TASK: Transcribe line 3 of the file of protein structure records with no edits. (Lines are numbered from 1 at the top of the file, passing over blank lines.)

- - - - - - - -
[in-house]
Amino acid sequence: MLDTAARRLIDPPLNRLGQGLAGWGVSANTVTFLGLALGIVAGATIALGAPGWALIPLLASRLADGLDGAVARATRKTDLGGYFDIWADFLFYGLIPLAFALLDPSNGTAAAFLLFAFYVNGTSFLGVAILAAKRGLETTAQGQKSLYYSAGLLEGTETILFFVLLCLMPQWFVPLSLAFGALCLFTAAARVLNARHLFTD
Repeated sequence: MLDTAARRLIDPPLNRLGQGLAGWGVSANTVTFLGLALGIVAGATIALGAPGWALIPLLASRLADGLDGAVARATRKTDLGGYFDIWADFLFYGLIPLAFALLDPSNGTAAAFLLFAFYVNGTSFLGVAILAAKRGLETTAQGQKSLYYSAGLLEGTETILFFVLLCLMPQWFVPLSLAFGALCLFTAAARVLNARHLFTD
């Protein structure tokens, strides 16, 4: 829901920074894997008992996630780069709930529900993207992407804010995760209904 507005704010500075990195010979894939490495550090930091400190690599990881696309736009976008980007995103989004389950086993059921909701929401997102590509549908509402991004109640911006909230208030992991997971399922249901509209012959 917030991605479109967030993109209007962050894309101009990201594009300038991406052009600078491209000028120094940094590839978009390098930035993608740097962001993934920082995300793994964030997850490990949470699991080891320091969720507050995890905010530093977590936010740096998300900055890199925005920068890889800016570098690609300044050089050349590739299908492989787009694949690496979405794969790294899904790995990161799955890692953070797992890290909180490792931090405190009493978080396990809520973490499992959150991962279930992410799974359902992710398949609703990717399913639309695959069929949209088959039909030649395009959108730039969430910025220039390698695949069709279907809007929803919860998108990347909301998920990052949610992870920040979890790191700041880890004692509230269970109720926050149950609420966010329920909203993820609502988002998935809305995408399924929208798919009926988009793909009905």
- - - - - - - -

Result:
Repeated sequence: MLDTAARRLIDPPLNRLGQGLAGWGVSANTVTFLGLALGIVAGATIALGAPGWALIPLLASRLADGLDGAVARATRKTDLGGYFDIWADFLFYGLIPLAFALLDPSNGTAAAFLLFAFYVNGTSFLGVAILAAKRGLETTAQGQKSLYYSAGLLEGTETILFFVLLCLMPQWFVPLSLAFGALCLFTAAARVLNARHLFTD